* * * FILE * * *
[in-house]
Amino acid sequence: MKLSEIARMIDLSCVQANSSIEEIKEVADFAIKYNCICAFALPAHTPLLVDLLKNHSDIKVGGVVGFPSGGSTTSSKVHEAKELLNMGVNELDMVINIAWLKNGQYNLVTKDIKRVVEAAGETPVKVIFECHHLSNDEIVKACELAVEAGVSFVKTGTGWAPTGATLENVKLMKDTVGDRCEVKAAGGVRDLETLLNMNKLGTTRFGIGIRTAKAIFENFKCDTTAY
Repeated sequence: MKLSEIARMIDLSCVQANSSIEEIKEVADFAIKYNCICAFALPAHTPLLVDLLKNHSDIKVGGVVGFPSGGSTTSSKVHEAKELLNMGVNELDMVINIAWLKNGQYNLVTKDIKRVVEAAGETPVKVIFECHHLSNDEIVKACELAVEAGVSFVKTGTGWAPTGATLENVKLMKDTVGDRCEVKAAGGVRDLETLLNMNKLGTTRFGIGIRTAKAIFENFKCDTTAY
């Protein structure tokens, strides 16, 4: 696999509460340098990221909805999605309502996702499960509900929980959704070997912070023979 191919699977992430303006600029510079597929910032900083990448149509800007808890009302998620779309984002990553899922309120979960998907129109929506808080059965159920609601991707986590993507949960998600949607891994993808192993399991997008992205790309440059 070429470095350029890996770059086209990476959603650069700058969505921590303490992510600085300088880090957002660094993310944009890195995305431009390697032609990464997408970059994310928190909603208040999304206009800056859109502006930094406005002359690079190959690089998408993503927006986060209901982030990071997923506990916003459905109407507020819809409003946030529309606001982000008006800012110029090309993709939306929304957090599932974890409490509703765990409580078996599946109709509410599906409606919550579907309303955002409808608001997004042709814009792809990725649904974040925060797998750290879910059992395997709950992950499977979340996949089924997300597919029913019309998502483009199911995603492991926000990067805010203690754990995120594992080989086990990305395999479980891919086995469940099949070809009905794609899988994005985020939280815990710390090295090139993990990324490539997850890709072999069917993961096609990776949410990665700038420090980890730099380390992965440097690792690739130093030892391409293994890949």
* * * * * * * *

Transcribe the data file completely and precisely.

[in-house]
Amino acid sequence: MKLSEIARMIDLSCVQANSSIEEIKEVADFAIKYNCICAFALPAHTPLLVDLLKNHSDIKVGGVVGFPSGGSTTSSKVHEAKELLNMGVNELDMVINIAWLKNGQYNLVTKDIKRVVEAAGETPVKVIFECHHLSNDEIVKACELAVEAGVSFVKTGTGWAPTGATLENVKLMKDTVGDRCEVKAAGGVRDLETLLNMNKLGTTRFGIGIRTAKAIFENFKCDTTAY
Repeated sequence: MKLSEIARMIDLSCVQANSSIEEIKEVADFAIKYNCICAFALPAHTPLLVDLLKNHSDIKVGGVVGFPSGGSTTSSKVHEAKELLNMGVNELDMVINIAWLKNGQYNLVTKDIKRVVEAAGETPVKVIFECHHLSNDEIVKACELAVEAGVSFVKTGTGWAPTGATLENVKLMKDTVGDRCEVKAAGGVRDLETLLNMNKLGTTRFGIGIRTAKAIFENFKCDTTAY
């Protein structure tokens, strides 16, 4: 696999509460340098990221909805999605309502996702499960509900929980959704070997912070023979 191919699977992430303006600029510079597929910032900083990448149509800007808890009302998620779309984002990553899922309120979960998907129109929506808080059965159920609601991707986590993507949960998600949607891994993808192993399991997008992205790309440059 070429470095350029890996770059086209990476959603650069700058969505921590303490992510600085300088880090957002660094993310944009890195995305431009390697032609990464997408970059994310928190909603208040999304206009800056859109502006930094406005002359690079190959690089998408993503927006986060209901982030990071997923506990916003459905109407507020819809409003946030529309606001982000008006800012110029090309993709939306929304957090599932974890409490509703765990409580078996599946109709509410599906409606919550579907309303955002409808608001997004042709814009792809990725649904974040925060797998750290879910059992395997709950992950499977979340996949089924997300597919029913019309998502483009199911995603492991926000990067805010203690754990995120594992080989086990990305395999479980891919086995469940099949070809009905794609899988994005985020939280815990710390090295090139993990990324490539997850890709072999069917993961096609990776949410990665700038420090980890730099380390992965440097690792690739130093030892391409293994890949």